Drug Enforcement Administration

Los Angeles

David Downing, Special Agent in Charge

May 19, 2016

Contact: SA Kyle Mori

Phone Number: (213) 576-8310

El Monte Flores Gang Member Sentenced To 210 Months In Federal Prison On Multiple Racketeering Charges

LOS ANGELES - An El Monte man who pleaded guilty to four separate crimes related to gang activity has been sentenced to serve 210 months in federal prison.  Christian “Bossy” Lafargo, 30, was sentenced Thursday by United States District Judge John A. Kronstadt after pleading guilty to multiple charges, including Racketeer Influenced and Corrupt (“RICO”) Conspiracy, Violent Crime in Aid of Racketeering - Attempted Murder, Violent Crime in Aid of Racketeering - Conspiracy to Commit Murder, and Discharging a Firearm During and in Relation to a Crime of Violence.
The case was based on Lafargo’s activities in the El Monte (“EMF”) gang, one of the oldest street gangs in Los Angeles County.  According to the government’s sentencing papers, EMF has hundreds of Mexican Mafia affiliated gang members, spanning several generations. The Mexican Mafia is a powerful and violent prison gang that controls drug distribution and other illegal activities within the California penal system and on the streets of Southern California by organizing Latino street gang members for the purpose of establishing a larger network for the Mexican Mafia’s illegal activities.  If a street gang does not comply with the demands of the Mexican Mafia, the prison gang will order the assault or murder the offending gang’s members, whether they are in custody or on the streets.

According to the indictment, the EMF gang seeks to control parts of the San Gabriel Valley through violence and intimidation, while deriving profits from its drug-trafficking operations and the scheme of “taxing” persons within the community.  The crimes of EMF include drug-trafficking, extortion, theft, robbery, assault, hate crimes against African-Americans, and murder.
Lafargo, a long-time EMF member, participated in drug distribution, extortion, and crimes of violence on behalf of the enterprise and the most aggravating aspect of defendant’s offense conduct was his violent activity on behalf of the gang.  In 2009, Lafargo beat and kicked a victim in the head and assaulted this victim while Lafargo possessed marijuana for distribution along with a 9mm firearm.  In 2010, Lafargo attempted to kill a co-defendant, Jose Salas, because Salas had instructed an unidentified co-conspirator to sell drugs in the same area where Lafargo was selling drugs on behalf of Mexican Mafia members.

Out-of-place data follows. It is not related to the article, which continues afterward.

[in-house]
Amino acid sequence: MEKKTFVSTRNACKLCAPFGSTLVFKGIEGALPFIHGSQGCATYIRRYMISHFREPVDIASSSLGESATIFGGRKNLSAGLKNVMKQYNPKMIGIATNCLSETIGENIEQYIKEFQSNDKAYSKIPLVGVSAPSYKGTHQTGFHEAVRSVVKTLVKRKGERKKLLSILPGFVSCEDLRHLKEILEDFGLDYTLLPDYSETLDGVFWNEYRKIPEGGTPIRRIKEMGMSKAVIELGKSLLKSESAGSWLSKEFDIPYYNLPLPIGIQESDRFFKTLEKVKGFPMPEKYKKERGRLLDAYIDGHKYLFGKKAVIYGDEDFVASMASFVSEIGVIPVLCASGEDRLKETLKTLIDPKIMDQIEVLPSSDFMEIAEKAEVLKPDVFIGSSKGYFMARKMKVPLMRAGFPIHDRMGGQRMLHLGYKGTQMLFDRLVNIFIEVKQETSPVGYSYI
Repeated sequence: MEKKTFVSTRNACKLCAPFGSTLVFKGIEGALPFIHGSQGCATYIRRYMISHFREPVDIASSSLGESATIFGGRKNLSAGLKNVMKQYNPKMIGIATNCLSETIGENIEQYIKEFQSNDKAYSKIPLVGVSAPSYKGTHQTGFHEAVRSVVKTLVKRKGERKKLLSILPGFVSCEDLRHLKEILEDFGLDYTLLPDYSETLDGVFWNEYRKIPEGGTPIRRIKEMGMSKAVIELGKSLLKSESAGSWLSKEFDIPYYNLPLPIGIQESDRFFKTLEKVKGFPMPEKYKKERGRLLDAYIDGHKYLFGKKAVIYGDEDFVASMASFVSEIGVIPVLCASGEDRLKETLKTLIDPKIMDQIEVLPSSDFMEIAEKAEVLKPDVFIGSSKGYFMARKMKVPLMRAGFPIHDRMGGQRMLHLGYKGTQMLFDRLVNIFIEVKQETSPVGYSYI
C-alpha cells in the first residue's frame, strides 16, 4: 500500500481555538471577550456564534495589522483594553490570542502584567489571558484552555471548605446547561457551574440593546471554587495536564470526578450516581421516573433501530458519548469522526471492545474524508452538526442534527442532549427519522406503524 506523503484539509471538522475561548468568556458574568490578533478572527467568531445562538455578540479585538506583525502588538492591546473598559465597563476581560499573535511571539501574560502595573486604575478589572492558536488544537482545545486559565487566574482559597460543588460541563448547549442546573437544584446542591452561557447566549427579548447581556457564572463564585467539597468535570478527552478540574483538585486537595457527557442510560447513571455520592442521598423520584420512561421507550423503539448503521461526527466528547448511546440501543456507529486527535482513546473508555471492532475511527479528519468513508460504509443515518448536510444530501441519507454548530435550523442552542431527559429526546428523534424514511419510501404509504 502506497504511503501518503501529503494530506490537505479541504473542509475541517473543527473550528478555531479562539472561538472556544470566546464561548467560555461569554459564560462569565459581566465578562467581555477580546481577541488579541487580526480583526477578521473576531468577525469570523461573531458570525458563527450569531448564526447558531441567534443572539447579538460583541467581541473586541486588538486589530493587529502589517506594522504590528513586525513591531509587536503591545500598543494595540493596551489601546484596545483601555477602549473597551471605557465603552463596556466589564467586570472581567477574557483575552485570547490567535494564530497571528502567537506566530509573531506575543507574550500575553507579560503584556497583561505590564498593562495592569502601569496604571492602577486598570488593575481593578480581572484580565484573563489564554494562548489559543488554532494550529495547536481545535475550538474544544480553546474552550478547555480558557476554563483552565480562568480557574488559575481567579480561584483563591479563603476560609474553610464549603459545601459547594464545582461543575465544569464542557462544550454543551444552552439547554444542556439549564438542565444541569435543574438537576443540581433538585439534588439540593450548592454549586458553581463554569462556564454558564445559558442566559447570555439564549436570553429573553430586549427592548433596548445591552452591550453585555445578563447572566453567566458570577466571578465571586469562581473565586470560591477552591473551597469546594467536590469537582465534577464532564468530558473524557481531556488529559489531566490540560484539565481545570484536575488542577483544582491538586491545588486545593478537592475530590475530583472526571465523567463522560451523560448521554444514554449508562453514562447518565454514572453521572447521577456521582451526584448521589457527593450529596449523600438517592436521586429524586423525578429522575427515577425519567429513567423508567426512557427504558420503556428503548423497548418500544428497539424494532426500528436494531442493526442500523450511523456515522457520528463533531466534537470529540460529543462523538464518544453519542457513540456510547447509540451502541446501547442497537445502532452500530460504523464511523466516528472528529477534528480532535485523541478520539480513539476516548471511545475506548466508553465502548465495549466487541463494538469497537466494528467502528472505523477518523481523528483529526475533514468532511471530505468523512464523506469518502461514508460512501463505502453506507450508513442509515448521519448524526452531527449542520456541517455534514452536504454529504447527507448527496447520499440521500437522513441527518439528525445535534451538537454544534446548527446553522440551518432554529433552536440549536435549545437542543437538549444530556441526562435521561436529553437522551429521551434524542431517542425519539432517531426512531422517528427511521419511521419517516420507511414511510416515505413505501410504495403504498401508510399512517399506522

Even during his periods of incarceration, LaFargo continued to participate in criminal activity on behalf of the gang and Mexican Mafia within the walls of the State Prison.  Lafargo was the latest defendant sentenced by Judge Kronstadt in the case against the EMF gang:

•     Rafael Lomeli, 38, of El Monte, was sentenced to 130 months in custody on May 5, 2016;
•     Mark Salazar, 25, of El Monte, was sentenced to five years in prison on April 21, 2016;
•     Enrique Lopez, 50, of El Monte, was sentenced to 65 months in custody on March 24, 2016;
•     Marie Gutierrez, 56, of El Monte, was sentenced to 27 months in custody on February 4, 2016; and
•     Hiram Ramirez, 48, of El Monte, was sentenced to 32 months in custody on December 17, 2015.

Jose Salas, 38, of El Monte, has pleaded guilty and admitted to attempting to murder Lafargo and another gang member after Lafargo failed in his attempt to murder Salas.  Salas has agreed to a sentence of 15 years in prison and will be sentenced later this year.  James Gutierrez, 53, of El Monte, a Mexican Mafia member who was a “shotcaller” of the gang has pleaded guilty to conspiring to violate the RICO Act, conspiring to distribute controlled substances, including methamphetamine and heroin, and conspiring to launder money.  Gutierrez has also agreed to a sentence of 15 years in prison and will be sentenced later this year.

The investigation into the EMF gang was conducted by a task force that included the Drug Enforcement Administration; the Bureau of Alcohol, Tobacco, Firearms and Explosives; IRS Criminal Investigation; and the El Monte Police Department.

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